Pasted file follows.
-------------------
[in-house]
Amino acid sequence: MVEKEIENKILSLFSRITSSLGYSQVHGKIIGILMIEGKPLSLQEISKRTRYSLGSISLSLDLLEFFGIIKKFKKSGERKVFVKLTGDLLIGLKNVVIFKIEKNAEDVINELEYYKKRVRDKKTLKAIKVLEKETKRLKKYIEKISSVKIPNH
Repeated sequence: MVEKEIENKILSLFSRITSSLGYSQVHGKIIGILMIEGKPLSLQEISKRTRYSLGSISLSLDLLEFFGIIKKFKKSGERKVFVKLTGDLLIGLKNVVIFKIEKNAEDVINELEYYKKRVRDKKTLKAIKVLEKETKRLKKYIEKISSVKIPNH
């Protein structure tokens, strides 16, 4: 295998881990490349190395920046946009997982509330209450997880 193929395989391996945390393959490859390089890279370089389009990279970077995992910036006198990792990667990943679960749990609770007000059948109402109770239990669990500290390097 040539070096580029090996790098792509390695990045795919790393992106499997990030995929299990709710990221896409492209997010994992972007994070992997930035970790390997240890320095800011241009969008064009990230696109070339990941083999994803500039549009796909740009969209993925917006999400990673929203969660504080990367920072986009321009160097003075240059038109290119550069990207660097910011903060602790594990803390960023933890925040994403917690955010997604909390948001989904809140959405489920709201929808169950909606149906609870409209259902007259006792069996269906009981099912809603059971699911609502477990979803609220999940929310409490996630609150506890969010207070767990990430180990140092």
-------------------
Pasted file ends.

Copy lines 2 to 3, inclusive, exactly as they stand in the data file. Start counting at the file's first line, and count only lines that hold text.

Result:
Amino acid sequence: MVEKEIENKILSLFSRITSSLGYSQVHGKIIGILMIEGKPLSLQEISKRTRYSLGSISLSLDLLEFFGIIKKFKKSGERKVFVKLTGDLLIGLKNVVIFKIEKNAEDVINELEYYKKRVRDKKTLKAIKVLEKETKRLKKYIEKISSVKIPNH
Repeated sequence: MVEKEIENKILSLFSRITSSLGYSQVHGKIIGILMIEGKPLSLQEISKRTRYSLGSISLSLDLLEFFGIIKKFKKSGERKVFVKLTGDLLIGLKNVVIFKIEKNAEDVINELEYYKKRVRDKKTLKAIKVLEKETKRLKKYIEKISSVKIPNH